In both the discrete-time case and the continuous-time framework we address single-input single-output systems (even in this case, as mentioned, the proof is quite intricate).

The main results are as follows.

The discrete-time systems we examine are finite-dimensional linear systems whose dynamics is generated by the equations of the form xj +1 = Axj + buj yj +1 = cxj +1 (1.1) where A is an n × n matrix, b an n-dimensional column vector and c an n-dimensional row vector. In particular, the control u is scalar and the system is single-input single-output. When feedback from the output is invoked, the control is of the form uj = u(cxj ). In particular, when the feedback from the output is linear and memoryless, the dynamics has the form

xj +1 = Axj + kj bcxj. (1.2)

The main problem we examine is the possibility of nullifying the system while utilizing a memoryless linear feedback from the output. Our technique yields some new information about the intimately related property of stabilizing the system while utilizing a linear feedback from the output. We refer to these problems as output nullification and output stabilization (they should not be confused with nullifying and stabilizing the output). The nullifiability is formalized as follows.

Definition 1.1. The system (1.1) is memoryless linear output feedback nullifiable if a finite sequence k0, k1,..., kj0 exists such that for any initial condition x0 given at time t = 0 the sequence x1, x2,..., resulting from the dynamics (1.2) satisfies xj0 = 0; equivalently, (A + kj0 bc) · · · (A + k1 bc)(A + k0 bc) = 0.

The definition of linear output feedback stabilization is analogous; for instance, one may require the existence of k0, k1,..., kj0 such that all the eigenvalues of the matrix (A + kj0 bc) · · · (A + k1 bc)(A + k0 bc) have absolute value less than 1.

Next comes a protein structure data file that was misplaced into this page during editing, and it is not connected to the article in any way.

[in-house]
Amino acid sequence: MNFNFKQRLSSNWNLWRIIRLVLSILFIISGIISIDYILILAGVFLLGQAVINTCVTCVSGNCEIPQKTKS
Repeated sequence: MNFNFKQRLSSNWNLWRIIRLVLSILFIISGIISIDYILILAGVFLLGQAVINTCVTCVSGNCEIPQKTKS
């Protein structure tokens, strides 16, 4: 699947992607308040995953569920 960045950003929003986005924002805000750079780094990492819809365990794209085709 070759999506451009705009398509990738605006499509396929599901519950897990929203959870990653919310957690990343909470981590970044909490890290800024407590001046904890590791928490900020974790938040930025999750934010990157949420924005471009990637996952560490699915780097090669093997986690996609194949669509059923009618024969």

In order to formulate our main result we recall two notions. First recall the controller canonical form of the system (see e.g. Sontag [11, Definition 4.1.5]), namely, if the system (1.1) is controllable then after a similarity change of variables the data have the form Z. Artstein and G. Weiss

–  –  –

See Sontag [11, Section 3.4].

State Nullification by Memoryless Output Feedback Definition 1.2. We say that the continuous system (1.4) is h-sample linear output feedback nullifiable if the corresponding discrete time system (1.5) is linear output feedback nullifiable.

The main result concerning sampled data systems refers to a discrete set of sampling periods. By a discrete set we mean a set whose intersection with any bounded interval is finite. The result is as follows.

Theorem S. Suppose that the system (1.4) is controllable and observable. The system is h-sample linear output feedback nullifiable except for a discrete set of sampling periods h.

The rest of the paper is organized as follows. The proof of the necessity in Theorem D is given in Sect. 2. The sufficiency in Theorem D is established in Sect. 3.

The proof has an algorithmic nature and utilizes arguments which yield information also when the sufficient conditions do not hold. The algorithm is fairly simple and is displayed in Sect. 4 along with an estimate on the number of steps it takes to conclude the algorithm. In Sect. 5 we provide some corollaries of Theorem D along with other comments, examples and counterexamples within the framework of discrete time systems. In Sect. 6 we verify Theorem S and provide some comments and examples.

2. The Necessity in Theorem D

The necessity of the condition cAdj(A)b = 0 (equivalently, γ1 = 0 in the controller canonical form) follows from two simple observations.